Getting around by a rent-a-car is also convenient, with a variety of options to choose from. Taxis too are available through phone bookings or at the cab stands. But cycling or Auckland by foot is the best way to see the place. Boats trips in the Auckland region run several times daily and give you picturesque views of the harbour and areas around the Gulf.

Specials
To see a city when in its festive garb is a different experience altogether. Try to plan your travel accordingly but bookings should be done much in advance. Special events include the Auckland Anniversary Day Regatta in January and February, the wine festival in February, Dragonboat Races in March and April, Auckland to Suva Yacht Race in May, Rally of New Zealand in July, the Great New Zealand Crafts Show and the New Zealand Golf Open in December.

A comprehensive list is available at any visitor centre.

Tourist Offices
The National Visitors Information Centre in New Zealand provides tourist information and bookings through its regional and local offices. At the Auckland airport, there is a Visitors Information Centre for fresh arrivals. The Auckland Visitor Information Centre at 24 Wellesley St. West will give you all the information on activities, transport and tours. Grab a free copy of ’The Auckland Tourist Times: What’s Happening’ on arrival.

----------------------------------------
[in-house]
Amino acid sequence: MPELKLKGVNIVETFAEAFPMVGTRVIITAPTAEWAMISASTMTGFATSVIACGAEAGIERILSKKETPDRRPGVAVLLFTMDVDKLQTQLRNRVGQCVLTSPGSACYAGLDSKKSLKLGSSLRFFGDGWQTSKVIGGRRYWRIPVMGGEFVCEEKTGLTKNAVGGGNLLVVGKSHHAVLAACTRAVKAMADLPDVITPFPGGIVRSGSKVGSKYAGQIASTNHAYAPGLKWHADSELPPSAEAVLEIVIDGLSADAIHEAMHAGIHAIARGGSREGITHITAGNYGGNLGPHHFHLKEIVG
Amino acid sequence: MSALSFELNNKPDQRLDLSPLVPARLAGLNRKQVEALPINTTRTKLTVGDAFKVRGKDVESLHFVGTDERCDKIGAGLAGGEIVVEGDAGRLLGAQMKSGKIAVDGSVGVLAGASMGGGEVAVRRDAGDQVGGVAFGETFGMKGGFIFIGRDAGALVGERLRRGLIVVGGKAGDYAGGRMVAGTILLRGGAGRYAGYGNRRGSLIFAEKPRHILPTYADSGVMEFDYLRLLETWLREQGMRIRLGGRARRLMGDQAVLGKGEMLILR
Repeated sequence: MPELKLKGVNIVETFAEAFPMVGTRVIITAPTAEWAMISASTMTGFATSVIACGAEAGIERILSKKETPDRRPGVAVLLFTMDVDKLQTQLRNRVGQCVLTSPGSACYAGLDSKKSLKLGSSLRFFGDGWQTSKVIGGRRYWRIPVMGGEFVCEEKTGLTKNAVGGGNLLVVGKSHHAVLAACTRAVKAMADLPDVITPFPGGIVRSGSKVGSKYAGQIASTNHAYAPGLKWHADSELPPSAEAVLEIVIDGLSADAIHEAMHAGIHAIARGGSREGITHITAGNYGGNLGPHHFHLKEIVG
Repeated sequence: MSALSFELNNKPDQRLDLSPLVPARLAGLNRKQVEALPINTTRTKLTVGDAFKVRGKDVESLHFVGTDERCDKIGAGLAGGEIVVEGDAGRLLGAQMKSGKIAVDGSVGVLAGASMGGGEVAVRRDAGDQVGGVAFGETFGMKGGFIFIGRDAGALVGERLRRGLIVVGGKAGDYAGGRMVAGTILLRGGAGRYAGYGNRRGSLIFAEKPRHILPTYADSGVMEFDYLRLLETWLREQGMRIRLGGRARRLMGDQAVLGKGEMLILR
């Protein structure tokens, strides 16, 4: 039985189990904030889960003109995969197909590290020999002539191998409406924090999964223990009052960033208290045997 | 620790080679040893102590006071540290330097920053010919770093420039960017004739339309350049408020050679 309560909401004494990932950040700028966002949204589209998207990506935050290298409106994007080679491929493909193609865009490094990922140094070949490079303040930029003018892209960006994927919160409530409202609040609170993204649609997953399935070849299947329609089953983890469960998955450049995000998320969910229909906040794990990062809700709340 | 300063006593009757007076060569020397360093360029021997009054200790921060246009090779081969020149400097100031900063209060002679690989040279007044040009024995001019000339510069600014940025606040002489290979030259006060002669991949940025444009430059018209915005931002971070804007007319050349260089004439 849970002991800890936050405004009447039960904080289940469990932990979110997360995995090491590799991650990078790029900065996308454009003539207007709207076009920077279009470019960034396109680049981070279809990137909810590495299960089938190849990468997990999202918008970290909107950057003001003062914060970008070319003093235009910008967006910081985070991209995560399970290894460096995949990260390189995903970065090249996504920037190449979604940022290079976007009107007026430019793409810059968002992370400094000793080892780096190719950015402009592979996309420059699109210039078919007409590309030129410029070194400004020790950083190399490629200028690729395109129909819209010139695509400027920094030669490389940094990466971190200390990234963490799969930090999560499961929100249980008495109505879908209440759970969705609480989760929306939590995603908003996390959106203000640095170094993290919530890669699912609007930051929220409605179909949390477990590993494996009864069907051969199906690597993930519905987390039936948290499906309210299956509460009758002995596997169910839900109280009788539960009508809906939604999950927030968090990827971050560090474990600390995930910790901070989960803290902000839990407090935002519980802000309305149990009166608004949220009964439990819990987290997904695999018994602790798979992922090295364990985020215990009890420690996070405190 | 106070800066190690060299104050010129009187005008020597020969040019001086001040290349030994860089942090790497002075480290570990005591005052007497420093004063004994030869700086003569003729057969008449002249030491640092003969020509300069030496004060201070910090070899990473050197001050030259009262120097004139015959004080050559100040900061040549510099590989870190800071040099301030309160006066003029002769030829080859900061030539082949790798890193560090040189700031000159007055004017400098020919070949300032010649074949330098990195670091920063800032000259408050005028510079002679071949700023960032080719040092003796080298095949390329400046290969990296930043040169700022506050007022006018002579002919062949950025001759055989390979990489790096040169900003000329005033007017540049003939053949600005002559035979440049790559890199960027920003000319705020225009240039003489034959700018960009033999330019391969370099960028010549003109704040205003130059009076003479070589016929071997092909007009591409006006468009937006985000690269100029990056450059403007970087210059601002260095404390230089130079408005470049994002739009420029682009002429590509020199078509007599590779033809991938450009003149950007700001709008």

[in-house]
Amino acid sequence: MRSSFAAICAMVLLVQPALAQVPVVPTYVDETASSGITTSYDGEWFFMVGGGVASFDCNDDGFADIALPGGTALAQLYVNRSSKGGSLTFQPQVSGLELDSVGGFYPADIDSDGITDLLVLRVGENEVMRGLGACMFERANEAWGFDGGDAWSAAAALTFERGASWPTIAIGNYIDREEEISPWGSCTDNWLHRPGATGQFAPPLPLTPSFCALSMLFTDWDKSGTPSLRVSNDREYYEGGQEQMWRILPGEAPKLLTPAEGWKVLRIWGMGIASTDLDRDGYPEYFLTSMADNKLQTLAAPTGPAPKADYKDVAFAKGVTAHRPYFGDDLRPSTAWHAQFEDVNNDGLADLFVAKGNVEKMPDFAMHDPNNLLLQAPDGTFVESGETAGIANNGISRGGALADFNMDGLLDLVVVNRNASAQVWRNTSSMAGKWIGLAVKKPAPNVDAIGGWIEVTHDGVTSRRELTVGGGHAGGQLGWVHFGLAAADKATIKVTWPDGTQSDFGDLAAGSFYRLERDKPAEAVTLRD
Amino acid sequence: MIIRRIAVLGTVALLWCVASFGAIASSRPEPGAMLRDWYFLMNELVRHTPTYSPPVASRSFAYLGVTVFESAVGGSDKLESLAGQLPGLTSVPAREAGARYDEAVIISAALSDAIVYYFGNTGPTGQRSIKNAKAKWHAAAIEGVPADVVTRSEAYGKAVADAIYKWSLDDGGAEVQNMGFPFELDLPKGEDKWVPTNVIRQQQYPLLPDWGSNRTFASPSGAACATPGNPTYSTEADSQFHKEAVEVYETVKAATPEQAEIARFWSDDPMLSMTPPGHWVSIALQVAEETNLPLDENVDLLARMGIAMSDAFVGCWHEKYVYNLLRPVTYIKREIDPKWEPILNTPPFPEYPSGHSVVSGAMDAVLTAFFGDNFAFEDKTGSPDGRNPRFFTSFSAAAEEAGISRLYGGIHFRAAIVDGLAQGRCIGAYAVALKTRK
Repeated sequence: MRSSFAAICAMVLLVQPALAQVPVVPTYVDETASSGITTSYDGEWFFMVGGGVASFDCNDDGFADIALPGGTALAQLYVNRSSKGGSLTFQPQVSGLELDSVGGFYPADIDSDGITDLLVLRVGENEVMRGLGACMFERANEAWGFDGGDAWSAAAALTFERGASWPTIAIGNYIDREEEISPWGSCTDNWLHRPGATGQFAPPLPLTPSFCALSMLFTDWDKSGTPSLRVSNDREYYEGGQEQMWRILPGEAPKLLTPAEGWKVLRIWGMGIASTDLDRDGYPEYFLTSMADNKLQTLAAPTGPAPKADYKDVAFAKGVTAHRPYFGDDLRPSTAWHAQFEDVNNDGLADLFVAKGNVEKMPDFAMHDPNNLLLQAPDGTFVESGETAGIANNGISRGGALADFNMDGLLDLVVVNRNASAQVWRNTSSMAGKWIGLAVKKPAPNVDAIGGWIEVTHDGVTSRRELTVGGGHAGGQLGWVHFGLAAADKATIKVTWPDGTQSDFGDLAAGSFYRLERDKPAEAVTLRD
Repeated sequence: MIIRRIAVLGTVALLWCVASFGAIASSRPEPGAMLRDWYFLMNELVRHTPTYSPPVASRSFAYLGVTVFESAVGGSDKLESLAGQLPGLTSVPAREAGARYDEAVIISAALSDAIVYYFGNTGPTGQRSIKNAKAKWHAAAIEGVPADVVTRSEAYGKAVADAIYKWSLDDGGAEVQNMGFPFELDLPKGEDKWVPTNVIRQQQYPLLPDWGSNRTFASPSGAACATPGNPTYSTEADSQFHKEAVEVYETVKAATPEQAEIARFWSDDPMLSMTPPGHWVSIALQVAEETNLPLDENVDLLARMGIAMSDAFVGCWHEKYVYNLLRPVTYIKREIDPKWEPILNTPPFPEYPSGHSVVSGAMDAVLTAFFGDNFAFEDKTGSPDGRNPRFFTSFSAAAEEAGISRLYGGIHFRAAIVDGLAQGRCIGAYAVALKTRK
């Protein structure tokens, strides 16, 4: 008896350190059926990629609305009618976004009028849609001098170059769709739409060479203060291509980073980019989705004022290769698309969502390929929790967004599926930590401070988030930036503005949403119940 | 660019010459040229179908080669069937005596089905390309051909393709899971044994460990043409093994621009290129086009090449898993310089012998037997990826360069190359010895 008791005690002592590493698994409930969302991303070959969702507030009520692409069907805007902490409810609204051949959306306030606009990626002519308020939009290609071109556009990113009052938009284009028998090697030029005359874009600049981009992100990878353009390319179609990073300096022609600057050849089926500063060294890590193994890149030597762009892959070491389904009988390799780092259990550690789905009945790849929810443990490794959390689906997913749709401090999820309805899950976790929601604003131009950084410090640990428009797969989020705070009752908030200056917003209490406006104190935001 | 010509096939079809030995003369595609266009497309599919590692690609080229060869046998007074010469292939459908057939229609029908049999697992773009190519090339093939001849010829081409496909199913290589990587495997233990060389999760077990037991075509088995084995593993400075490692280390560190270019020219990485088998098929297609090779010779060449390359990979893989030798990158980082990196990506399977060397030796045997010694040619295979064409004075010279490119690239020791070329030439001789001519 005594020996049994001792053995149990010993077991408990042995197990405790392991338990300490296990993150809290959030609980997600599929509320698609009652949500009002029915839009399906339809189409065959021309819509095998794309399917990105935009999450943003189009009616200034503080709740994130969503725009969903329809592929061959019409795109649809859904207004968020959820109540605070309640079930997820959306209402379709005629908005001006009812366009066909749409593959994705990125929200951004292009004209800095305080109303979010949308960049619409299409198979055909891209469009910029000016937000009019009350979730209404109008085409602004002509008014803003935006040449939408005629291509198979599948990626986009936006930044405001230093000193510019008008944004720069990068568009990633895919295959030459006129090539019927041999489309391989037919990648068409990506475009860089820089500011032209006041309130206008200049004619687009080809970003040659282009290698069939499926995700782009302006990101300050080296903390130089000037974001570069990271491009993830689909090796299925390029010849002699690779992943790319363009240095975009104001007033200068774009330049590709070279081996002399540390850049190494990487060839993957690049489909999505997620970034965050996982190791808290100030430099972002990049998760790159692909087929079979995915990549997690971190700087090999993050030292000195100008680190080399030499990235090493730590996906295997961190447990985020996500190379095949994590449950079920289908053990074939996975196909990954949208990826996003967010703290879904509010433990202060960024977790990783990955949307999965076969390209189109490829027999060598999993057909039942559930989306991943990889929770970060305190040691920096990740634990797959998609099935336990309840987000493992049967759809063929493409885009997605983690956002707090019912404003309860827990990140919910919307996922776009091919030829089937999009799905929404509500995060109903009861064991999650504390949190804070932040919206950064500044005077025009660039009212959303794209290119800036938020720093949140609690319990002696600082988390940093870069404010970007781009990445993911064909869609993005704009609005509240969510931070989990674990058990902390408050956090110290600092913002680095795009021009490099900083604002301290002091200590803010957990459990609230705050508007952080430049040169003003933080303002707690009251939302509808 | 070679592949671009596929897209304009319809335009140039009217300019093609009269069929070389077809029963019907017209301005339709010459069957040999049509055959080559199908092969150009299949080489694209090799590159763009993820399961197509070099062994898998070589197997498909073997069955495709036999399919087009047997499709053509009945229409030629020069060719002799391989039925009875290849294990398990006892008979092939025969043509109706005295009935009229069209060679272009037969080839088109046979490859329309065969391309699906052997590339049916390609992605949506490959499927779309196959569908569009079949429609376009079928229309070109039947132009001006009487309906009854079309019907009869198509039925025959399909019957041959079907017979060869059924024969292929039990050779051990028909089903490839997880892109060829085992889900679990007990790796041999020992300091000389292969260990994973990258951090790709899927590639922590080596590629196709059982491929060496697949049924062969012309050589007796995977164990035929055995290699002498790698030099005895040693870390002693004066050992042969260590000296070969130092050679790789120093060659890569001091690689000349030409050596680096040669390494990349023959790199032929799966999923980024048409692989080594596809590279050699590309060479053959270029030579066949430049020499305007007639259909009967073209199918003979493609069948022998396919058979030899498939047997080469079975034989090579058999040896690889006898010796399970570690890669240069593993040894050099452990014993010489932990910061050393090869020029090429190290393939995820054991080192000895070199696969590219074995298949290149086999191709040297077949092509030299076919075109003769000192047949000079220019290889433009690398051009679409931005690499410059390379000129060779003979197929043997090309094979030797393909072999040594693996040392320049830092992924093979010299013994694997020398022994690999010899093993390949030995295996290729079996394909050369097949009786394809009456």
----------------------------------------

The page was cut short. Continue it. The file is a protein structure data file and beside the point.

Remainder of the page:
Accommodation
Accommodations range from boutique and luxury hotels to service apartments and motels. Hotels are mainly located in the city centre and you can have a pick of many top-end hotels. The business hotels provide excellent convention/conference facilities and rooms at competitive rates.

Luxury:

  • Quest Hotel Auckland 363 Queen Street Situated in the heart of Auckland’s central business district, Quest Auckland is close to Aotea Centre and Auckland’s Town Hall as well as nearby restaurants and shopping precincts.
  • Quest on Mount Street Hotel 15 Mount Street, presents itself as a Hotel of Apartments that caters to both the corporate and leisure markets, short one-day stays to long term residency.
  • Crowne Plaza Auckland, 128 Albert Street, is conveniently located in the centre Auckland’s business district, with retail shopping within the complex.

Middle Budget:

  • Ascot Parnell 36 St. Stephens Ave., Parnell, New Zealand Phone: 09/309-9012 Fax: 09/309-3729
  • Devonport Villa Inn 46 Tainui Rd., Devonport, New Zealand Phone: 09/445-8397 Fax: 09/445-9766

Economy:

  • Albion Hotel, Hobson and Wellesley Sts., Auckland. Phone: 09/379-4900 Fax: 09/379-4901
  • Hotel Debrett, 2 High St., Auckland. Phone: 09/377-2389 Fax: 09/377-2391